It has been 107 days since the Russian invasion began. On Friday, the battle for Severodonetsk continues as both sides are trying to maintain their hold on the strategic city.
The latest reports from the ground indicate that the Russian forces are in control of most of the city but that they have failed to complete encircle it.
Just another day in Severodonetsk
For yet another day, the fighting in and around Severodonetsk continues. The Russian military is in control of most of the strategic city but has failed to completely capture it. The Ukrainian military is putting up a determined defense, but they are completely outgunned in long rage fires.
Indeed, Ukrainian officials have stated that the Ukrainian forces are at a 15-20 to one disadvantage in artillery and 40 to one disadvantage in artillery munitions. As a result, they can put down less artillery fire and for smaller periods.
On the opposite side, the Russian military has completely shifted its tactics from the start of the war and is now employing walls of artillery to soften up targets before the Russian armor and mechanized battalion tactical groups move forward. This tactic is largely denying the advantages, especially in anti-armor elements, that the Ukrainians had been enjoying thus far as, by the time the Russian tanks appear, there is no Ukrainian troop left to counter them.
Every day, the Ukrainian military is providing an update on their claimed Russian casualties. These numbers are official figures and haven’t been separately verified.
However, Western intelligence assessments and independent reporting corroborate, to a certain extent, the Ukrainian casualty claims. For example, the Oryx open-source intelligence research page has visually verified the destruction or capture of more than 600 Russian tanks, a statement that has been reaffirmed by the British Ministry of Defense.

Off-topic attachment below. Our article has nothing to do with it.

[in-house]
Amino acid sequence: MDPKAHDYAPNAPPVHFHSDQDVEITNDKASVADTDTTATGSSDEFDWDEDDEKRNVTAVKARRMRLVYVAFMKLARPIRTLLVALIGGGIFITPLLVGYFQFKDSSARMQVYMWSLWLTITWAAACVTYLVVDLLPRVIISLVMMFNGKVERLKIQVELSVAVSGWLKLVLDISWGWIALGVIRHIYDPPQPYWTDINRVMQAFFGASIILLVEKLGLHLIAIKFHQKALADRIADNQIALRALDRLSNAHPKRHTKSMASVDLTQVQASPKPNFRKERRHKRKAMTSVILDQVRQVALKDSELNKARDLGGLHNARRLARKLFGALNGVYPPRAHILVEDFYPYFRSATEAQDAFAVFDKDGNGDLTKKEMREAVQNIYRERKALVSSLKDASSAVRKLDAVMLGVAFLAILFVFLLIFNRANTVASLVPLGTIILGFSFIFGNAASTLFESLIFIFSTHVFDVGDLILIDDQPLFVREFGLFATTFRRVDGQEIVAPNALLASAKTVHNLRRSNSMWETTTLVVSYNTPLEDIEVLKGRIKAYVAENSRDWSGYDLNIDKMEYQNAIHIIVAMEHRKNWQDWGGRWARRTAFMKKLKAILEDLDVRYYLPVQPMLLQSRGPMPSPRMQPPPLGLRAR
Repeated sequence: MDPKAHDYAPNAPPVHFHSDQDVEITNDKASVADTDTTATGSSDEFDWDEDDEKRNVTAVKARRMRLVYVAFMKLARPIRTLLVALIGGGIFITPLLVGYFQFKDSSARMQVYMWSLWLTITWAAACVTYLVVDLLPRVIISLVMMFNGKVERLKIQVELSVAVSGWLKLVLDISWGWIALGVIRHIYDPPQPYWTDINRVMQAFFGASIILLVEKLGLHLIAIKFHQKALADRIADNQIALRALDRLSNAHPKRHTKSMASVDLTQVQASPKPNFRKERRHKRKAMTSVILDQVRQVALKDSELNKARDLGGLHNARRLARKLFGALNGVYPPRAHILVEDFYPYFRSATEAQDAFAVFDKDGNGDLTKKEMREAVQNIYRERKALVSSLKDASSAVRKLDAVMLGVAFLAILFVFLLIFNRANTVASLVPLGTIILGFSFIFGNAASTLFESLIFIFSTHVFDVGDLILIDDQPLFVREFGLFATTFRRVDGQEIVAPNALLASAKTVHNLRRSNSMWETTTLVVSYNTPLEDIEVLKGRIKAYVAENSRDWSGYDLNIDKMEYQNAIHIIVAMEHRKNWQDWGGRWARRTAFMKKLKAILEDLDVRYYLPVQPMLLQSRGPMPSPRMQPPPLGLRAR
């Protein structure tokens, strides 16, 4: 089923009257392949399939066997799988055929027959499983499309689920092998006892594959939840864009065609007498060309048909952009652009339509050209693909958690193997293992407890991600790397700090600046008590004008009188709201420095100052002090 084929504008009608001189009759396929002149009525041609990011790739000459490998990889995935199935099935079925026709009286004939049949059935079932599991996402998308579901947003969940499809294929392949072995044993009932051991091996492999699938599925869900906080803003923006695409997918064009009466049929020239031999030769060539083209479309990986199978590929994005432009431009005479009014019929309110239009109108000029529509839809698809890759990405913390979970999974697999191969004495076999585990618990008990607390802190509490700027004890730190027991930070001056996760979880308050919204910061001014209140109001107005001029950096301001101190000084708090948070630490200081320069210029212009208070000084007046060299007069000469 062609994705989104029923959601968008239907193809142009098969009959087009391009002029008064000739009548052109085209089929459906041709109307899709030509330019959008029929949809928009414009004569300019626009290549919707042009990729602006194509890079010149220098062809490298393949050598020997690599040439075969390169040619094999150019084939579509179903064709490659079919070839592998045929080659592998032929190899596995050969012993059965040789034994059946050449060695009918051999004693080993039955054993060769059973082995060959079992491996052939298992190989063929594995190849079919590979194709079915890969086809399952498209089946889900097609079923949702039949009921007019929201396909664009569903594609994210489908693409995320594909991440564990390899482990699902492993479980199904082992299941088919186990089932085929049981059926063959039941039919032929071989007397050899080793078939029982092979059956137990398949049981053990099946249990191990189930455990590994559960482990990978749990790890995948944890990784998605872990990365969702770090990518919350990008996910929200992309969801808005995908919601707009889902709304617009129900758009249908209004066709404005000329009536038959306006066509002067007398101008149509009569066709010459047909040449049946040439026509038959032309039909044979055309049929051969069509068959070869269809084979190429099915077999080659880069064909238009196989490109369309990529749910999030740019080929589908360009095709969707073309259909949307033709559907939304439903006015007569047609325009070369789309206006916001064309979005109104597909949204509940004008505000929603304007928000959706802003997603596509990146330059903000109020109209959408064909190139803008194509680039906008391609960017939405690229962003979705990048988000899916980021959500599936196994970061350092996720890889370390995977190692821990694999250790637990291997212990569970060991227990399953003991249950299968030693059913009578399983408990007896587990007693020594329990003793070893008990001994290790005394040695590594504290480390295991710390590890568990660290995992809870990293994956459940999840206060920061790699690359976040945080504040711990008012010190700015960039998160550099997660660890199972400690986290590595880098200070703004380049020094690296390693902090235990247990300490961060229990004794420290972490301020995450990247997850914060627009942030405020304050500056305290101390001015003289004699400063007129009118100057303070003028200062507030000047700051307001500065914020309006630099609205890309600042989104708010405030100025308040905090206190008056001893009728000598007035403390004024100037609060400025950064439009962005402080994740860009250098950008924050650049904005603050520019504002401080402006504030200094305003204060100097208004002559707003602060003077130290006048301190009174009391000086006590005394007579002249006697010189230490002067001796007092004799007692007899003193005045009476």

Same independent verification exists for much of the rest of the Ukrainian claims. Only recently the Pentagon acknowledged that the Russian military has lost thousands of combat vehicles of all types, including over 1,000 tanks, and dozens of fighter jets and helicopters.
Furthermore, more recent reports that are citing Western intelligence officials indicate that the Russian military has suffered up to 20,000 fatalities in the war so far. Adjusting for the fog of war and other factors would make it hard to verify the exact numbers unless one is on the ground, and the Western official numbers are fairly close to the Ukrainian claims.
As of Friday, the Ukrainian Ministry of Defense is claiming the following Russian casualties:
- 31,900 Russian troops killed (approximately three times that number wounded and captured)
- 3,450 armored personnel carriers destroyed
- 2,438 vehicles and fuel tanks
- 1,409 tanks
- 712 artillery pieces
- 572 tactical unmanned aerial systems
- 212 fighter, attack, and transport jets
- 222 Multiple Launch Rocket Systems (MLRS)
- 178 attack and transport helicopters
- 125 cruise missiles shot down by the Ukrainian air defenses